^ points go to the detail

Look .. being a dodgy old bloke myself I can suggest talking him into stopping the involunatry click by keeping his bloody finger away from the mouse when he doesn't need to have it there... •then talk him into not clicking again on the "do you really want to delete?"

The main issue is though is that you set an admin account and give him his own .. only an admin can do the stuff he is doing. Change his bloody password, whatever.

Let me tell you that I have deleted my utilities folder and my downloads folder .. and yes.. emptied the trash because I was tired and the computer was behaving sluggishly.

You may have an idea of how much I had to replace to repair these problems.

now don't get me whining about the blue iSkin that seems to stick keys down and completely screw my mind up

We have tried to talk to him...but he denies he is the one doing the deleting or anything wrong, which is frustrating - my hubby has seen him do stuff in front of him and my FIL will still deny he did it

But maybe as Andrew suggested will change permissions on the apps folder, hubby going to visit them today (I am at work shame so cant go!)

Thanks everyone for all the suggestions

soulman
29th January 2008, 07:50 PM
...but maybe as Andrew suggested will change permissions on the apps folder...I wouldn't do this. It's a little like swallowing a spider to catch a fly and has a the potential to interfere with any subsequent installations. Apple say not to mess with stuff that's owned by the system - like the Applications folder - which I think is fair enough.

The non-admin user account is neat and should be functional by the sounds of it. I recommend you do that. :)

Another thought, just to hand, would be to create a Folder Action AppleScript and attach it to the Applications folder. A 5 minute job to write it. It would throw a dialogue that could tell him that whatever he tried to delete is going back unless he knows the secret handshake, or whatever. PM me if you are interested and I'll whip one up.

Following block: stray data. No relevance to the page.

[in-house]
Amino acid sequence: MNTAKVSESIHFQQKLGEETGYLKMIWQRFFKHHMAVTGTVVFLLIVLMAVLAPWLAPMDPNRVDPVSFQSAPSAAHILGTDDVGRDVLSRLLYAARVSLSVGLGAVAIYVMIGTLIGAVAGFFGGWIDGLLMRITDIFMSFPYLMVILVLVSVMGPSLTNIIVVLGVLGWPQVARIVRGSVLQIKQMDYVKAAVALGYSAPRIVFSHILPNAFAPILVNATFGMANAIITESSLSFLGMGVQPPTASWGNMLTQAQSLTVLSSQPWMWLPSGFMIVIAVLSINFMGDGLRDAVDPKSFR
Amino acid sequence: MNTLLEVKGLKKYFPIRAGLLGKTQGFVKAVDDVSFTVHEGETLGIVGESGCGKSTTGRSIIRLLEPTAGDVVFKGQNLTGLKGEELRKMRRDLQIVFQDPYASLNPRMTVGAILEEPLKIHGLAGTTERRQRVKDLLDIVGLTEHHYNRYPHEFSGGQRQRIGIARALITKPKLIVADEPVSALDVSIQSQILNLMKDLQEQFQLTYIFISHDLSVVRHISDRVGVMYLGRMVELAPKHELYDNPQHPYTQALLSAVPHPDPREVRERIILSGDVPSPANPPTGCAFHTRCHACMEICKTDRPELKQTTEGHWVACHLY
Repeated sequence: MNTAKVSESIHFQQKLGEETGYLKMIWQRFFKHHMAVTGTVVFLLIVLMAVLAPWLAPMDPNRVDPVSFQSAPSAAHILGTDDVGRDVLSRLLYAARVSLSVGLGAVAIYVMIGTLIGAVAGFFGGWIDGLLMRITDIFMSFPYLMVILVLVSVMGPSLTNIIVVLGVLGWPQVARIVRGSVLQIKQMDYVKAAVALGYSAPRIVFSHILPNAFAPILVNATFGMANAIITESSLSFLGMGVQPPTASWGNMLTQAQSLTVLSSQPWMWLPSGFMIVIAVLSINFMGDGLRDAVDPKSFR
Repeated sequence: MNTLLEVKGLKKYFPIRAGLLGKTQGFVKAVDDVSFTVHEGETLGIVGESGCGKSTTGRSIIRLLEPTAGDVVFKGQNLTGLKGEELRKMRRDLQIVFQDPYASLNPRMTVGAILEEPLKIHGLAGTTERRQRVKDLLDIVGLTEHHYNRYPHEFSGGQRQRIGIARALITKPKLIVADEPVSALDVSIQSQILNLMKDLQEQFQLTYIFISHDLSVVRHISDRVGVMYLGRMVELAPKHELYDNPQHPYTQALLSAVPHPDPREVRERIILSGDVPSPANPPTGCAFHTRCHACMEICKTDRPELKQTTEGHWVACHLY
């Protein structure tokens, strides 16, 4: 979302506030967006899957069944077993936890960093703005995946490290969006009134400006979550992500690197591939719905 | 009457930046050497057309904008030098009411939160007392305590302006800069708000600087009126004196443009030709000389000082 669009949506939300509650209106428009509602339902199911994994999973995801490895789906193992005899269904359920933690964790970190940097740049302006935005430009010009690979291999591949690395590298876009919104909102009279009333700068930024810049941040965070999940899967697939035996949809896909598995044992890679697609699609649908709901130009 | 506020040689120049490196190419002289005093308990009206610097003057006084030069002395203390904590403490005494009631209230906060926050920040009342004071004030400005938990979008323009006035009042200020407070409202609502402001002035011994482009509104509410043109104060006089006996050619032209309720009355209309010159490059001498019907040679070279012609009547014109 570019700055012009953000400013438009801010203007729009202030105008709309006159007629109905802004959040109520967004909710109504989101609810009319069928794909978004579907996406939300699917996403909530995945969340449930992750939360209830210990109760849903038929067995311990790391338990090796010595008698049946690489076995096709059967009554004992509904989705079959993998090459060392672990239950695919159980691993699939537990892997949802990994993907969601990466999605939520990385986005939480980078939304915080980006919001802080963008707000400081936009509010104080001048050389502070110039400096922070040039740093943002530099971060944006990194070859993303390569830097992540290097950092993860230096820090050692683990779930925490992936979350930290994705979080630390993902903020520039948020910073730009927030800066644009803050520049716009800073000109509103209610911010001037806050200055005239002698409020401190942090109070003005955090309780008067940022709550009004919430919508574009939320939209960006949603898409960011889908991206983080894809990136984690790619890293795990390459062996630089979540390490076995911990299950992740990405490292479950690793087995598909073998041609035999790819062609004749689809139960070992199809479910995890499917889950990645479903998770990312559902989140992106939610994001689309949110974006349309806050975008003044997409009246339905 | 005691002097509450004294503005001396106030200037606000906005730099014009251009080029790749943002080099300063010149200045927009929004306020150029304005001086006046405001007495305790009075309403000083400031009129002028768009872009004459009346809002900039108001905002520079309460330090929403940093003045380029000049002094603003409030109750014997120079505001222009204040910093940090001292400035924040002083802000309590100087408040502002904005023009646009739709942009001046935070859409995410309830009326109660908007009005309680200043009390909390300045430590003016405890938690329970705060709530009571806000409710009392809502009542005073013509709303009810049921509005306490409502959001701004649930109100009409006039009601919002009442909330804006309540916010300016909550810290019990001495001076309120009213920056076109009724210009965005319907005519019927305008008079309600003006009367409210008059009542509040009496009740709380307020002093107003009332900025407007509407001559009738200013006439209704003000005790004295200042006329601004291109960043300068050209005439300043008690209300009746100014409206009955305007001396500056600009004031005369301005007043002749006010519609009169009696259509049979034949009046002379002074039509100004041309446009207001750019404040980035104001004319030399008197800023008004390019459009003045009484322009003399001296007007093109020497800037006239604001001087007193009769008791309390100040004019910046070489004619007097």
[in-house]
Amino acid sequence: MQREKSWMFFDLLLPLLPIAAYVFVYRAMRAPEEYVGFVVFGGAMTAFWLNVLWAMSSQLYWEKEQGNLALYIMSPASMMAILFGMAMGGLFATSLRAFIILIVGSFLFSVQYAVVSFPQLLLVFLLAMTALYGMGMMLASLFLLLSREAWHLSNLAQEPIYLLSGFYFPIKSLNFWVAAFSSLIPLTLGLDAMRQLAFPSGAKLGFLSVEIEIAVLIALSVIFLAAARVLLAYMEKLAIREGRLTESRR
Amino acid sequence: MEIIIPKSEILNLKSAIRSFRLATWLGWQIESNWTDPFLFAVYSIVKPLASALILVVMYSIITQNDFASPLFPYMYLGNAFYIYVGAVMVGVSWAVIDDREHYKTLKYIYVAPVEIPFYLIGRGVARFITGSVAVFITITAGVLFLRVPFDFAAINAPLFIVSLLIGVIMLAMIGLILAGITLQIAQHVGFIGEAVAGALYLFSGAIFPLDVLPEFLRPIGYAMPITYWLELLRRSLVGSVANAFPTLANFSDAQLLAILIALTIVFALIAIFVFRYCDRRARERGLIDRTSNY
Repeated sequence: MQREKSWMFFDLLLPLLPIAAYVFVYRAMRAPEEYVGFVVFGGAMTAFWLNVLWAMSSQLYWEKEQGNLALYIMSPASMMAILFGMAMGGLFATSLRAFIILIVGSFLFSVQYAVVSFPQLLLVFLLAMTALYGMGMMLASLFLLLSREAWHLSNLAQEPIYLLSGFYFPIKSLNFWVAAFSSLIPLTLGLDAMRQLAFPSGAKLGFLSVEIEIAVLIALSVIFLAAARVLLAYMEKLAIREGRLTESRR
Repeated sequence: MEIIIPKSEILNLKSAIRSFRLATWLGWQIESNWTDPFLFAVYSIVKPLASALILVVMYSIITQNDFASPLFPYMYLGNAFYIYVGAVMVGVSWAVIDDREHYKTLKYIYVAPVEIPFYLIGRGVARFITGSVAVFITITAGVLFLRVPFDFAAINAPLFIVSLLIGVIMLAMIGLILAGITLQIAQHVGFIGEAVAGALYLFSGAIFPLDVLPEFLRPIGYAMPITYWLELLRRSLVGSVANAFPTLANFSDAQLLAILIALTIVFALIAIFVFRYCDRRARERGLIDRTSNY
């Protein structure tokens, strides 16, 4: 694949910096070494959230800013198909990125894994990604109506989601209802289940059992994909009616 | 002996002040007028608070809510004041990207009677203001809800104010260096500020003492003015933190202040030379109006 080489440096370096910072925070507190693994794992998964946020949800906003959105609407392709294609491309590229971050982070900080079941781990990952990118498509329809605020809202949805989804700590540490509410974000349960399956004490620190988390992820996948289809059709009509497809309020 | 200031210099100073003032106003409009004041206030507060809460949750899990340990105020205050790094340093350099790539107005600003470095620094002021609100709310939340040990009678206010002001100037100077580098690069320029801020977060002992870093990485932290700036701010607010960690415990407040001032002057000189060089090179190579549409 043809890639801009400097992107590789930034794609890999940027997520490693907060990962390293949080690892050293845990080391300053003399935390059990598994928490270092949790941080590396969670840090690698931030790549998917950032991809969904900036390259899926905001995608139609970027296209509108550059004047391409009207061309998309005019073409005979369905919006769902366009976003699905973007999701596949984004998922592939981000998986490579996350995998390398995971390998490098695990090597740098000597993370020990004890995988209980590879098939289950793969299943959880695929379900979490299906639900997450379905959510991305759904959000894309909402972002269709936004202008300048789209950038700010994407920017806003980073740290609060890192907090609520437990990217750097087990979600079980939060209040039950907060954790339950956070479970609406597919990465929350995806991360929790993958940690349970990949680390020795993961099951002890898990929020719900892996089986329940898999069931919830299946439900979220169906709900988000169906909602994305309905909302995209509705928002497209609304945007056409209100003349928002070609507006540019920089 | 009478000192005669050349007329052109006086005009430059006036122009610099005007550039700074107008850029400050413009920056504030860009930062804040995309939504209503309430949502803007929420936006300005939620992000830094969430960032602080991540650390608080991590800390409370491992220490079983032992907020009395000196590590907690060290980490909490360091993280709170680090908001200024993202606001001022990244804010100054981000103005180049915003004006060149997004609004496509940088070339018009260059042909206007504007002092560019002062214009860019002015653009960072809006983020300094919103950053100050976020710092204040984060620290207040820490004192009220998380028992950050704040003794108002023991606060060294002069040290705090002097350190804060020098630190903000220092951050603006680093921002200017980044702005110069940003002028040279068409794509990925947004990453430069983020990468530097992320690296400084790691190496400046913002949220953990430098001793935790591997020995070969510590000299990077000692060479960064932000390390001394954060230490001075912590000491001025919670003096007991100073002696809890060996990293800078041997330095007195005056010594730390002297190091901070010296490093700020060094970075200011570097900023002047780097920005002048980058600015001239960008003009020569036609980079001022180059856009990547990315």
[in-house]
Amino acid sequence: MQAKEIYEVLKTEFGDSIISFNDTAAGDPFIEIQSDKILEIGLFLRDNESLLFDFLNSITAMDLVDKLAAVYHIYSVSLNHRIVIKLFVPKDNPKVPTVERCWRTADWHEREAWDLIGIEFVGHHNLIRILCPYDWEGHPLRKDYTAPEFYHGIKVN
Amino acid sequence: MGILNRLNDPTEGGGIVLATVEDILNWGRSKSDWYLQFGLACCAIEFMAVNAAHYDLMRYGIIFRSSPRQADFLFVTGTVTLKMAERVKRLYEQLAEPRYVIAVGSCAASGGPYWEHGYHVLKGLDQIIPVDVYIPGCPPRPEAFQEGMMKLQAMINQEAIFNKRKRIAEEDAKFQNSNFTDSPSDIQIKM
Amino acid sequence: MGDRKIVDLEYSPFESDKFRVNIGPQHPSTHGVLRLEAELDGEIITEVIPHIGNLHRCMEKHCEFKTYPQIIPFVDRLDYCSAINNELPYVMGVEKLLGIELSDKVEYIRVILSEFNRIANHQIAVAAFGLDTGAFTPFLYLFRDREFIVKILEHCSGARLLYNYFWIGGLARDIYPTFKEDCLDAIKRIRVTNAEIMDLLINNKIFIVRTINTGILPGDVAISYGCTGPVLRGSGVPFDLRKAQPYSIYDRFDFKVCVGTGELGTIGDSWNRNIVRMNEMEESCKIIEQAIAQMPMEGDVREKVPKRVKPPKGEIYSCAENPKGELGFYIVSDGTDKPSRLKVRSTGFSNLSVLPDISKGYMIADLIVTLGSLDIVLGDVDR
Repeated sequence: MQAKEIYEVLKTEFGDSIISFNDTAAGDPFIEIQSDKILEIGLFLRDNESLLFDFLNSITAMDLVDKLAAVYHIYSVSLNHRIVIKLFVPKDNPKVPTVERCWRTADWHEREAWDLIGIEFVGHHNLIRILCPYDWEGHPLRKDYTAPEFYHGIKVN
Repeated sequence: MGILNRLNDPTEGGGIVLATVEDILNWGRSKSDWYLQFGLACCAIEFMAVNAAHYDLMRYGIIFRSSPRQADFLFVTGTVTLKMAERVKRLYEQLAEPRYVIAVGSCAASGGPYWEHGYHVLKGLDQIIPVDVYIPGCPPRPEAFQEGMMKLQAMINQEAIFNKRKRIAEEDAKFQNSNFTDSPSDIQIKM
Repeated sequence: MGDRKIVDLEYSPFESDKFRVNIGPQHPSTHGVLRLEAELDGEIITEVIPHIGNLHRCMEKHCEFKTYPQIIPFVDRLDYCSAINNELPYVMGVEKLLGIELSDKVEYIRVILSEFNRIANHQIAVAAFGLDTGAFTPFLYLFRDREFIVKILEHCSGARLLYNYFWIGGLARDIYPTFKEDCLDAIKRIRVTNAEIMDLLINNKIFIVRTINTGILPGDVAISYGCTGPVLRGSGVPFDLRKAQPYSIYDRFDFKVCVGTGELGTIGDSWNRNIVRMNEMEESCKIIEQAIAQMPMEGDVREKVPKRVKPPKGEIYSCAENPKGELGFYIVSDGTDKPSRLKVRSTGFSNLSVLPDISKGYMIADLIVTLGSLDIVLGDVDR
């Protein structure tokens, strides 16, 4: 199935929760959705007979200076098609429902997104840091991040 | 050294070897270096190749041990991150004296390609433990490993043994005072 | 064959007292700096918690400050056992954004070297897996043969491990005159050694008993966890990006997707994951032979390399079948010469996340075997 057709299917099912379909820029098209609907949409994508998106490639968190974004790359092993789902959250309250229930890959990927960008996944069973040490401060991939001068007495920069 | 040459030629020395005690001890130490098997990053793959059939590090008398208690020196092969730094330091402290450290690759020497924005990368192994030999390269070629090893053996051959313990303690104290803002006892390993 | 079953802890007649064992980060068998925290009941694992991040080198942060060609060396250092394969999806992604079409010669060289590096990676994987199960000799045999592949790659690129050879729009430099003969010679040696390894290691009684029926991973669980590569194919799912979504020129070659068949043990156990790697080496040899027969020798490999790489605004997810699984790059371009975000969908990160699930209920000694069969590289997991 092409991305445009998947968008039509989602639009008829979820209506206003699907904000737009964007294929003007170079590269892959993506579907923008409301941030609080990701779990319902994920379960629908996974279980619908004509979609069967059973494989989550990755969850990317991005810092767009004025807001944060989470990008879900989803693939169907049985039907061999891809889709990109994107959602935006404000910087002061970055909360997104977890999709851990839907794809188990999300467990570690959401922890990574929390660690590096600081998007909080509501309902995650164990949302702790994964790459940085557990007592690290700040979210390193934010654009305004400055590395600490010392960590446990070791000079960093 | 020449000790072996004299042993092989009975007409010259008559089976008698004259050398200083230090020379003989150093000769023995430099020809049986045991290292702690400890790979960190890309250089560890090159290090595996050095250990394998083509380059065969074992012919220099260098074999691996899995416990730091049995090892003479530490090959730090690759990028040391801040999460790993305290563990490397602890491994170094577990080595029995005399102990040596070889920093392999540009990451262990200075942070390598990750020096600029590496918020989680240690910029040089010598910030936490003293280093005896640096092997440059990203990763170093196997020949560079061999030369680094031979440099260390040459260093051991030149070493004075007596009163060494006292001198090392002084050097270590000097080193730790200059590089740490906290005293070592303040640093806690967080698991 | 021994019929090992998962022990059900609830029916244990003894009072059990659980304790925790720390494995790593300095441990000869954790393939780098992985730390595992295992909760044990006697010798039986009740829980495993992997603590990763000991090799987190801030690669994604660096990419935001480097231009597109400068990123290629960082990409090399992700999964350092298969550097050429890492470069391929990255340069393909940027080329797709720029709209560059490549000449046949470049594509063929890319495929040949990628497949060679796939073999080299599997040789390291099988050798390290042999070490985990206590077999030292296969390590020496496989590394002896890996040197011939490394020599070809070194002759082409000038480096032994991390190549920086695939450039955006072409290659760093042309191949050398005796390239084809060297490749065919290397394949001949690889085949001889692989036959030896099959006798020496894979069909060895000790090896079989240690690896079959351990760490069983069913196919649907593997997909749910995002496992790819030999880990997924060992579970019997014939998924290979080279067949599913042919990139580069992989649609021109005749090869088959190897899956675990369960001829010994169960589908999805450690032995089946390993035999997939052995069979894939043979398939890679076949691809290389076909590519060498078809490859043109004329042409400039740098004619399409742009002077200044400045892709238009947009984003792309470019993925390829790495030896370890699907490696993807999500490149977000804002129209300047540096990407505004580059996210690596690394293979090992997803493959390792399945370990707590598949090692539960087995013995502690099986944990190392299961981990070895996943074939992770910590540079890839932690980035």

mab
29th January 2008, 08:24 PM
Another thing to note is that if you do create a non admin account for him. The automatic notification of updates to the OS wont work, he will have to periodically do a check (from the apple menu). This is another thing Apple should change. Unless someone knows of a widget or something that will do this.

mdmcholet
29th January 2008, 08:46 PM
Another thing to note is that if you do create a non admin account for him. The automatic notification of updates to the OS wont work, he will have to periodically do a check (from the apple menu). This is another thing Apple should change. Unless someone knows of a widget or something that will do this.

He wont do any installs at all, we will on visits, so that is not a problem.

Cheers

soulman
29th January 2008, 09:51 PM
For mdmcholet and anyone else with an interest, the script below will return any item(s) that is/are deleted from the folder to which it is attached, unless the correct password is given.

Instructions:
• Copy all of the code below and paste it into a new Script Editor document. Script Editor is in /Applications/AppleScript/

• Save the document like this:
File name: Replace removed items (or whatever makes sense to you)
File format: script
Location: /Users/<username>/Library/Scripts/Folder Action Scripts/

• Right click on the icon of folder to be protected and select "Attach a Folder Action..." from the contextual menu. Navigate to the script you just saved.

That should be about it I think.


property secretPassword : "Britannia Rules"

on removing folder items from this_folder after losing these_items
repeat
display dialog "Sorry old chap but taking items out of this folder is just not cricket!

Whatever you have removed will be going back quicksmart unless you give us a jolly good reason to let you continue." default answer "Rule Britannia" buttons {"OK"} default button 1 with icon 1
if text returned of result is secretPassword then
error number -128 -- exits the repeat loop and terminates execution
else
display dialog "Fraid not old chum. Care to have another crack at the password?" buttons {"Yes", "No"} default button 2 with icon 2
if button returned of result is "No" then exit repeat
end if

end repeat
tell application "Finder" to move these_items to this_folder
end removing folder items from


To try it out for yourself before you inflict it on the FIL, just save it to your own computer and attach it to a folder temporarily - you can remove folder actions the same way you attach them - so you can see how it works.

Good luck and let me know if you want the text changed to something a bit more serious.

mab
29th January 2008, 10:14 PM
For mdmcholet and anyone else with an interest, the script below will return any item(s) that is/are deleted from the folder to which it is attached, unless the correct password is given.


Very cool. But shows that after managing UNIX system's for over 15 years I still can't get my head around the extremely wordy apple script.

i.e.

"on removing folder items from this_folder after losing these_items"

How do you find/remember all these reserved words?